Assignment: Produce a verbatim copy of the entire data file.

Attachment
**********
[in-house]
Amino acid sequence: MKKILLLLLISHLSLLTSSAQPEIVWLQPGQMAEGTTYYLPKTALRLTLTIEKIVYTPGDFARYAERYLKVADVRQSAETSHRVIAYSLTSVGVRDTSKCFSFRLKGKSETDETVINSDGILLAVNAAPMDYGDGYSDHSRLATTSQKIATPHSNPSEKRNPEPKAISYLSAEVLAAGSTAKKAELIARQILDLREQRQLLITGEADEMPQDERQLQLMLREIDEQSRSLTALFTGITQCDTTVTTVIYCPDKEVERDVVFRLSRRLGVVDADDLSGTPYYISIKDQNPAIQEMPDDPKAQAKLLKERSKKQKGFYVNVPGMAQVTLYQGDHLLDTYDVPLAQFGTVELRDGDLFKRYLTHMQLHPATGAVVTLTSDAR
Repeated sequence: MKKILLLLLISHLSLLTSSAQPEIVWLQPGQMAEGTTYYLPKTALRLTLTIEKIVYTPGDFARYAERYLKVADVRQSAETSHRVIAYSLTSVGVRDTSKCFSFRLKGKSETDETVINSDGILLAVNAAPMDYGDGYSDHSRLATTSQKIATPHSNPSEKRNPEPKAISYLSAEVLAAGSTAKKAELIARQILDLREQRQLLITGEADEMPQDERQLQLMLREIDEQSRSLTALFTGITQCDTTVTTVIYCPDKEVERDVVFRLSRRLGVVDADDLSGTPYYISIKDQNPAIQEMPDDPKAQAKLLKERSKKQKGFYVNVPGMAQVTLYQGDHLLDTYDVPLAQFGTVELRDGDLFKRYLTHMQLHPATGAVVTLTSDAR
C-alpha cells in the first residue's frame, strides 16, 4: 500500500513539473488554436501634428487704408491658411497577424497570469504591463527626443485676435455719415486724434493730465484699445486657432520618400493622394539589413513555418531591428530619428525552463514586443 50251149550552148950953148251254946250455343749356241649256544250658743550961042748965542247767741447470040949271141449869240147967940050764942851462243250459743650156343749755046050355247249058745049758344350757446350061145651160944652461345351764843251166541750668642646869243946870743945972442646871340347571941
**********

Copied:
[in-house]
Amino acid sequence: MKKILLLLLISHLSLLTSSAQPEIVWLQPGQMAEGTTYYLPKTALRLTLTIEKIVYTPGDFARYAERYLKVADVRQSAETSHRVIAYSLTSVGVRDTSKCFSFRLKGKSETDETVINSDGILLAVNAAPMDYGDGYSDHSRLATTSQKIATPHSNPSEKRNPEPKAISYLSAEVLAAGSTAKKAELIARQILDLREQRQLLITGEADEMPQDERQLQLMLREIDEQSRSLTALFTGITQCDTTVTTVIYCPDKEVERDVVFRLSRRLGVVDADDLSGTPYYISIKDQNPAIQEMPDDPKAQAKLLKERSKKQKGFYVNVPGMAQVTLYQGDHLLDTYDVPLAQFGTVELRDGDLFKRYLTHMQLHPATGAVVTLTSDAR
Repeated sequence: MKKILLLLLISHLSLLTSSAQPEIVWLQPGQMAEGTTYYLPKTALRLTLTIEKIVYTPGDFARYAERYLKVADVRQSAETSHRVIAYSLTSVGVRDTSKCFSFRLKGKSETDETVINSDGILLAVNAAPMDYGDGYSDHSRLATTSQKIATPHSNPSEKRNPEPKAISYLSAEVLAAGSTAKKAELIARQILDLREQRQLLITGEADEMPQDERQLQLMLREIDEQSRSLTALFTGITQCDTTVTTVIYCPDKEVERDVVFRLSRRLGVVDADDLSGTPYYISIKDQNPAIQEMPDDPKAQAKLLKERSKKQKGFYVNVPGMAQVTLYQGDHLLDTYDVPLAQFGTVELRDGDLFKRYLTHMQLHPATGAVVTLTSDAR
C-alpha cells in the first residue's frame, strides 16, 4: 500500500513539473488554436501634428487704408491658411497577424497570469504591463527626443485676435455719415486724434493730465484699445486657432520618400493622394539589413513555418531591428530619428525552463514586443 50251149550552148950953148251254946250455343749356241649256544250658743550961042748965542247767741447470040949271141449869240147967940050764942851462243250459743650156343749755046050355247249058745049758344350757446350061145651160944652461345351764843251166541750668642646869243946870743945972442646871340347571941